Ready for take off: Helicopters in the offshore wind industry
At first sight perhaps conventional shipping would appear to be the most obvious means of getting out to and supporting wind farm installations. A helicopter being employed on such slim structures as wind turbines with long blades does not seem to be the most obvious candidate. But nevertheless an industry has grown up that is not only capable of supporting wind installations, but also has several distinct advantages over its shipping counterpart.
Offshore WIND spoke to Dennis Bernitz, Sales and Customer Relations of manufacturer Eurocopter Group, and Niels Peter Kjeldahl, Flight Operations Director of operator Uni-Fly to get their view of the industry, the development and their view of the future.
An industry that has grown up in a mere ten or twelve years has required close association between the manufacturers, the operators and the authorities to tailor machines and flying techniques to meet the unique challenges of working with wind turbines.
For more than 10 years Eurocopter has been the largest helicopter manufacturer in the world in civil and parapublic operations. Formed in 1992 the Franco-German-Spanish Eurocopter Group is part of the EADS and with more than 11,300 helicopters currently in service in 149 countries worldwide they have 43% share of the global civil and parapublic market. In addition they provide a network of service centres, training facilities, distributors and certified agents worldwide. More recently they have seen a large uptake of their craft in the offshore wind sector.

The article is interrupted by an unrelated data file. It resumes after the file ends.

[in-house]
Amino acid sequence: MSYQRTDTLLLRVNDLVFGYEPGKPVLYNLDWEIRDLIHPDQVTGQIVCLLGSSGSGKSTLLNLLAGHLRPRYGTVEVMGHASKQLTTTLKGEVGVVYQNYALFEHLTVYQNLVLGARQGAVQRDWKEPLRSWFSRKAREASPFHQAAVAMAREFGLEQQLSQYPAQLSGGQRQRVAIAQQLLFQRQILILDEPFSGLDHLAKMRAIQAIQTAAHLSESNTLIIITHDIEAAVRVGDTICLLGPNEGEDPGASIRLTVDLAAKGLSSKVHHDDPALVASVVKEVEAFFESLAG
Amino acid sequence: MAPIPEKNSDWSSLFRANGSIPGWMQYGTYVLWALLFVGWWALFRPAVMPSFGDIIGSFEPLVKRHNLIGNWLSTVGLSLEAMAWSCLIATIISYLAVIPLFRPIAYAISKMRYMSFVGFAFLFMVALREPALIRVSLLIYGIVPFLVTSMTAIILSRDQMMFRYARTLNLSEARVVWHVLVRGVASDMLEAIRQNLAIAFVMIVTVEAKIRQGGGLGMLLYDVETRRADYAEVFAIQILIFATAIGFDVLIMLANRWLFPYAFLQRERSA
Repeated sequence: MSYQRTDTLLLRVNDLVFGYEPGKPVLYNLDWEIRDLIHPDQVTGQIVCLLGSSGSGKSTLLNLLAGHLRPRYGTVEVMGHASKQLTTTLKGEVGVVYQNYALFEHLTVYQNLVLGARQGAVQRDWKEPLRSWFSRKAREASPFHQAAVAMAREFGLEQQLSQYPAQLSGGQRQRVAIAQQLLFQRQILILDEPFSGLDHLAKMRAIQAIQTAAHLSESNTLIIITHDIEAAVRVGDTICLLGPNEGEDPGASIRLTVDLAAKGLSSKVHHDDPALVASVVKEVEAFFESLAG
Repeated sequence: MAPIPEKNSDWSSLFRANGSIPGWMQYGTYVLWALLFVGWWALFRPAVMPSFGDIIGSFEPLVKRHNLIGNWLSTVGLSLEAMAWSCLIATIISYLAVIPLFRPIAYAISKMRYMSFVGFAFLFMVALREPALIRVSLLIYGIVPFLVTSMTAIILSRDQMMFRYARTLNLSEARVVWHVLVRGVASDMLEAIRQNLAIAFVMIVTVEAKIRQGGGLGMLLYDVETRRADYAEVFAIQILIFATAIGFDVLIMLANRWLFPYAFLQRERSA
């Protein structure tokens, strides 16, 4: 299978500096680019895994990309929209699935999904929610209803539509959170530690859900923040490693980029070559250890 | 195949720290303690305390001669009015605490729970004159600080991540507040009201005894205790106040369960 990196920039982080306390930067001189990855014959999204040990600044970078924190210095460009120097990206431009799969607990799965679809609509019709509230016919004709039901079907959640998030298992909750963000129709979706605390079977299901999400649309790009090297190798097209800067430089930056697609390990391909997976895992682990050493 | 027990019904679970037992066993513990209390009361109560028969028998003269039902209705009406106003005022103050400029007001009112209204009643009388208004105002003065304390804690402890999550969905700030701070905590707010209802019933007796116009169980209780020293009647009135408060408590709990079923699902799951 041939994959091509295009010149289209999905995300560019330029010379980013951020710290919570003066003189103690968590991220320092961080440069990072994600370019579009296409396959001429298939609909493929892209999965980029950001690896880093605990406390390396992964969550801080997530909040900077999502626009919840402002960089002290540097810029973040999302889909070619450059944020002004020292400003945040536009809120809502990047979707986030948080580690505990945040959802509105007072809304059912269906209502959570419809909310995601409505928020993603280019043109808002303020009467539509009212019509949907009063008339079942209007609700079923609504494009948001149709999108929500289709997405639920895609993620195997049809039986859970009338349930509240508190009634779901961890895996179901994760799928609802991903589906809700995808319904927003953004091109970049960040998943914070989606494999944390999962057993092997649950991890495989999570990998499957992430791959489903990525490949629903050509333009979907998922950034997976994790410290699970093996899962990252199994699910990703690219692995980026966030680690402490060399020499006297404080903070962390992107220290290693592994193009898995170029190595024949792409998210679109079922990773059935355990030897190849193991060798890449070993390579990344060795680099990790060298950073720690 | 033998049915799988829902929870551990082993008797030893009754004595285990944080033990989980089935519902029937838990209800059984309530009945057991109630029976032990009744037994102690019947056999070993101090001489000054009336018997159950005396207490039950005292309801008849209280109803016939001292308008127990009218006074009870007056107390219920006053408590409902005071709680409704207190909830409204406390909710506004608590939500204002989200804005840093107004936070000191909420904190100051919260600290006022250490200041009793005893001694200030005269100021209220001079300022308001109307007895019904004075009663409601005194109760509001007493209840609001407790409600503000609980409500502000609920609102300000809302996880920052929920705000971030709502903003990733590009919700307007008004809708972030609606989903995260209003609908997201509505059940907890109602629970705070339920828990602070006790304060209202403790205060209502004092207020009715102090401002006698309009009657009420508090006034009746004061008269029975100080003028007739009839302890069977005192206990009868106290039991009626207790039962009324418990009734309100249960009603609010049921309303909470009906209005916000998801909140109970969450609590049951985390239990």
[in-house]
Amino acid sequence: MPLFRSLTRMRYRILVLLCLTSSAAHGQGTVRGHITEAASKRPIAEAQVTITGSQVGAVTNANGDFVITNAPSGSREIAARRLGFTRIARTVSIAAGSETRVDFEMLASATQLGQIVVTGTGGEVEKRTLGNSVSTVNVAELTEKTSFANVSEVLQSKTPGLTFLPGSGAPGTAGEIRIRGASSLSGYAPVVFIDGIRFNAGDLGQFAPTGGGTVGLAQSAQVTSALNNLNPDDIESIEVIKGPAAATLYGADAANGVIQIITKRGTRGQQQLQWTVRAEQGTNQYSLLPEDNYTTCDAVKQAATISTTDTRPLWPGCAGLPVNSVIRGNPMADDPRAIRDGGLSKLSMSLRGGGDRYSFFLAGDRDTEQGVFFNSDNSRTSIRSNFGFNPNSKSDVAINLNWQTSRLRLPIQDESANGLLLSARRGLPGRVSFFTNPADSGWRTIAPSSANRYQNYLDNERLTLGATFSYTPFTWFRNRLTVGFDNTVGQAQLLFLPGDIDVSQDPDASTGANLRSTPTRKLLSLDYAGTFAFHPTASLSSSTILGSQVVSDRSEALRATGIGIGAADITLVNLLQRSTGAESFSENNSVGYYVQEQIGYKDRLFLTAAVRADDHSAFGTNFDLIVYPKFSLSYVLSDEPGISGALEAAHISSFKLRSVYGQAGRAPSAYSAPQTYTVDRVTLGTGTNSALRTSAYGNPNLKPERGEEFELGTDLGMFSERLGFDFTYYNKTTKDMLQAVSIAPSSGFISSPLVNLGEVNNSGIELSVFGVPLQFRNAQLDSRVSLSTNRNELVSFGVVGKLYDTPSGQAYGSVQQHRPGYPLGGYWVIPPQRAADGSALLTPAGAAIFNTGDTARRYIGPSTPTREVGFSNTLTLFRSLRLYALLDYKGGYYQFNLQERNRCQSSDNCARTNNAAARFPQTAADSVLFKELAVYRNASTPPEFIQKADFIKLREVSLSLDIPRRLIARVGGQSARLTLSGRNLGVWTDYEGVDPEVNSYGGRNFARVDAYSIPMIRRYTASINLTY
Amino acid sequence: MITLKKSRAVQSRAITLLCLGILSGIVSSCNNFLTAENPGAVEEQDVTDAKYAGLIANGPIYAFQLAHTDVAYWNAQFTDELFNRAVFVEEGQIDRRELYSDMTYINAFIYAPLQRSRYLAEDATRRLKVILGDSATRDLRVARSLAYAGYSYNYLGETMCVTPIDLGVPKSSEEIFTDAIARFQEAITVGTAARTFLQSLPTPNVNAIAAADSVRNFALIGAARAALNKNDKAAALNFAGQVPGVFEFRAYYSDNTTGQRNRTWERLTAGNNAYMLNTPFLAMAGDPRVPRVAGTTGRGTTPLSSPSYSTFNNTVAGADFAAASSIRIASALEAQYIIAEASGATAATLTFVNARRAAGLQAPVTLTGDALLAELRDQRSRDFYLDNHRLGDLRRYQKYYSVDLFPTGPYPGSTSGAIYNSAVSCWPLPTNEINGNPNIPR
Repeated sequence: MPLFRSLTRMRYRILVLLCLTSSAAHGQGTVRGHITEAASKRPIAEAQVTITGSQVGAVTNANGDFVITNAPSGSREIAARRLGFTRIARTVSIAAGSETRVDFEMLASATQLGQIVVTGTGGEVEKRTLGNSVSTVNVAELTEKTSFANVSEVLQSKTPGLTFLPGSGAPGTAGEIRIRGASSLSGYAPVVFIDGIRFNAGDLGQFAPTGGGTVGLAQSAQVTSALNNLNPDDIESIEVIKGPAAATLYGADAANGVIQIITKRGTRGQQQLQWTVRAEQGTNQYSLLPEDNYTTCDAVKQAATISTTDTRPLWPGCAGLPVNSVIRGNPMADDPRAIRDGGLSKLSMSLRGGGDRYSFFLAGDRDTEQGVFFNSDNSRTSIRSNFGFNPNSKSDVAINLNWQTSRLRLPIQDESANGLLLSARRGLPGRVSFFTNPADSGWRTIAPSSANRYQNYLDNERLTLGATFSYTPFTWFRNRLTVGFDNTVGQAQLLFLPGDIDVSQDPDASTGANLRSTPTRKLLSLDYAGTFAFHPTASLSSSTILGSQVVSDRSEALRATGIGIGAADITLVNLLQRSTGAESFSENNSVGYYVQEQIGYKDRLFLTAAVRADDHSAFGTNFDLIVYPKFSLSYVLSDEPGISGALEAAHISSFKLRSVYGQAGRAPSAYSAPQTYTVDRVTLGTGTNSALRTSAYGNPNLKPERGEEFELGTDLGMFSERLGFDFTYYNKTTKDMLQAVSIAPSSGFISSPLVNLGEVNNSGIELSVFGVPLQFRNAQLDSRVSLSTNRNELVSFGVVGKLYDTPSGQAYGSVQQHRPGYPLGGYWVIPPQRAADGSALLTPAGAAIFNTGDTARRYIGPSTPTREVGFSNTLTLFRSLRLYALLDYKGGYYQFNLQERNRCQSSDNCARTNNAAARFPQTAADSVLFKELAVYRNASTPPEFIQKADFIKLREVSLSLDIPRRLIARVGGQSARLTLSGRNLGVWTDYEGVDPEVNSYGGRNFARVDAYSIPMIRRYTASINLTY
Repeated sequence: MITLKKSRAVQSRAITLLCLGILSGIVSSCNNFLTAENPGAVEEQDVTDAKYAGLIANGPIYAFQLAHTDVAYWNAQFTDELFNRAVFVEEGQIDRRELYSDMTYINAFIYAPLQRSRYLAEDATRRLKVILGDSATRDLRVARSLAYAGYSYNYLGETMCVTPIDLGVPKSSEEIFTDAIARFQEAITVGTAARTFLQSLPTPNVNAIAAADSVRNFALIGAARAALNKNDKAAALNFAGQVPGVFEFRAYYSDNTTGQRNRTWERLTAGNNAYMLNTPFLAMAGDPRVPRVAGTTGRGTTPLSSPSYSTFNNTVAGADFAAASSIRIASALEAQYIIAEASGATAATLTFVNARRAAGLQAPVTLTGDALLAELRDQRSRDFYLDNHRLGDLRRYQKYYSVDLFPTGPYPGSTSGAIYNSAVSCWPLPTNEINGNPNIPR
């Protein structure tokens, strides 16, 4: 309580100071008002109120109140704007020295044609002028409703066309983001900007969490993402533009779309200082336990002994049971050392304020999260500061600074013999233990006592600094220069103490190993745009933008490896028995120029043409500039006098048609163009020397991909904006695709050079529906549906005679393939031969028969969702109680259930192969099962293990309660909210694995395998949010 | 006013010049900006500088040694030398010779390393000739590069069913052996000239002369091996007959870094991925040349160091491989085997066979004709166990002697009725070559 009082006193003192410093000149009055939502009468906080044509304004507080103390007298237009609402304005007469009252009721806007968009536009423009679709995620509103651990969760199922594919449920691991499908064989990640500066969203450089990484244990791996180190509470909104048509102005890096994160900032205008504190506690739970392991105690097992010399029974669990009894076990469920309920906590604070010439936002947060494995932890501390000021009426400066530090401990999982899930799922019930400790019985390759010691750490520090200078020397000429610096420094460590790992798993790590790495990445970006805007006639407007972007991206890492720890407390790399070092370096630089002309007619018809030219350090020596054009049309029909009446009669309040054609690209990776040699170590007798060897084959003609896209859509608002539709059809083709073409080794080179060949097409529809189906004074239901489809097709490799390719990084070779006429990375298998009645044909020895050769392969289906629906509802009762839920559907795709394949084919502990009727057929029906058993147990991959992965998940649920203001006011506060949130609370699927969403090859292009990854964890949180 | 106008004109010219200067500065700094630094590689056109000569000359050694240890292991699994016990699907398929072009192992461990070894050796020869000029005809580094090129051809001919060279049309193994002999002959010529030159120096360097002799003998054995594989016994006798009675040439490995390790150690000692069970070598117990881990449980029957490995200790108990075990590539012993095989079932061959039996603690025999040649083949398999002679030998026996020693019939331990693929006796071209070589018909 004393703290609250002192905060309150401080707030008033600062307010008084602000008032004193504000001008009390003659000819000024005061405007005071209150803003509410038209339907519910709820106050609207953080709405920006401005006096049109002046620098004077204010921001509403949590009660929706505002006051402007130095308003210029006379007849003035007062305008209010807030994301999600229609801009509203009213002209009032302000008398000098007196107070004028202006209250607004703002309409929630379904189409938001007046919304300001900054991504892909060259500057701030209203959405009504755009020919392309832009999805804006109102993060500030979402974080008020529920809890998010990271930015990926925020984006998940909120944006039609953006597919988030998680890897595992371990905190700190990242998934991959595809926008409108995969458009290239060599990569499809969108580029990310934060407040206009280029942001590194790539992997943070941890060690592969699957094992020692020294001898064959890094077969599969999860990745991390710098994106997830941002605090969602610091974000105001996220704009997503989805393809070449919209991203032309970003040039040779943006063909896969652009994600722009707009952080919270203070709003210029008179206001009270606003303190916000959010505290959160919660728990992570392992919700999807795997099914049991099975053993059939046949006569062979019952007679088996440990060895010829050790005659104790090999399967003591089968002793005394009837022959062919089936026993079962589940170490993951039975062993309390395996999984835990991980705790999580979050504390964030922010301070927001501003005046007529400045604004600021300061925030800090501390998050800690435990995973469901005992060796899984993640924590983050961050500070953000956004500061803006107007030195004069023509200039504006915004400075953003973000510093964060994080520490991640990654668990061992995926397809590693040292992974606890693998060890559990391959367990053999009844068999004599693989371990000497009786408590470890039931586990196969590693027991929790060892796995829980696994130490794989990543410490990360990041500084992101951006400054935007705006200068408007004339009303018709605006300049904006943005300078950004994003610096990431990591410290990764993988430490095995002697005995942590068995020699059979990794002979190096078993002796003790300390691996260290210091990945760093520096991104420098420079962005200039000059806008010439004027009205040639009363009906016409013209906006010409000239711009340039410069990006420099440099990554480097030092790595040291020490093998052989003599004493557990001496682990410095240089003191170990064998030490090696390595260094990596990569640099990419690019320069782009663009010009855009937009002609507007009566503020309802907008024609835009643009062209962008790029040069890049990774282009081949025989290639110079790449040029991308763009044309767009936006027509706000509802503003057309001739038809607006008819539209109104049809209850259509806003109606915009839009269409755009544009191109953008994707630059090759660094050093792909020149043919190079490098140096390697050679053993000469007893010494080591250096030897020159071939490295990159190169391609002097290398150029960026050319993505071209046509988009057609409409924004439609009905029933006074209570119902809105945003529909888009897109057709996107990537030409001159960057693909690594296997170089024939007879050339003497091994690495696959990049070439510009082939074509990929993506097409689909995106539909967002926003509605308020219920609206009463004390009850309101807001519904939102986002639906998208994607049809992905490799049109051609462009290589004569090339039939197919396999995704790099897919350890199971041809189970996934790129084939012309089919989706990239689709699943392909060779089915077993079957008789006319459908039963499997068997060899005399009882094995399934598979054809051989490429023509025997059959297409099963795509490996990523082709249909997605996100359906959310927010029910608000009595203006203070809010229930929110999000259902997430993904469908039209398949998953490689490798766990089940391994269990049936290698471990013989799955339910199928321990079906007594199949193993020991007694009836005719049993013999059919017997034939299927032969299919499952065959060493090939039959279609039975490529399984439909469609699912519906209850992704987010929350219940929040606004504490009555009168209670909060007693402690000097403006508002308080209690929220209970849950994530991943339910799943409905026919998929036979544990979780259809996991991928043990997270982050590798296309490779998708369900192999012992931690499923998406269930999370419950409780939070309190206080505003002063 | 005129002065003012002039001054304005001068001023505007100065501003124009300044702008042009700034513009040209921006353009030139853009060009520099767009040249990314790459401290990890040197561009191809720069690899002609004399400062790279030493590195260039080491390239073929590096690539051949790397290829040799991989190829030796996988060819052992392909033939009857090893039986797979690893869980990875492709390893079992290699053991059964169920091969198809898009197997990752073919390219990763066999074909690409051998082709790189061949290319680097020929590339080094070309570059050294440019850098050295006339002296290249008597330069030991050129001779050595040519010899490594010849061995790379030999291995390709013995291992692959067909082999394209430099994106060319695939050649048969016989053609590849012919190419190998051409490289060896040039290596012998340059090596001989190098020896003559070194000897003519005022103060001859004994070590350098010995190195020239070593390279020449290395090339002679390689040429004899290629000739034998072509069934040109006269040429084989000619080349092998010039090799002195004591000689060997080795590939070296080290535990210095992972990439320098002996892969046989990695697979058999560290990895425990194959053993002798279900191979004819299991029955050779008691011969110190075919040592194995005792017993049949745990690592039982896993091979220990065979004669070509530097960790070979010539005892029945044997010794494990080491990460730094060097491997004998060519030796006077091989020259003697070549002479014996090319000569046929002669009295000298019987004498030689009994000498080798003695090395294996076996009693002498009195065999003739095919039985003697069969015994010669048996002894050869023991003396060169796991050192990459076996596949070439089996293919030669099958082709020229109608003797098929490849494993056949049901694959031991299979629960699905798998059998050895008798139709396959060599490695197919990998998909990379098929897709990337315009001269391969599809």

Uni-Fly A/S on the other hand have been operating helicopters since 1970 and currently operate four crafts. At this moment Uni-Fly mainly operate in the wind farms fields west of Denmark and include maintenance, staff transfers and equipment transfers. They are justifiably proud of their record of more than 20,000 hoist (winching) operations without any accidents, incidents or injuries.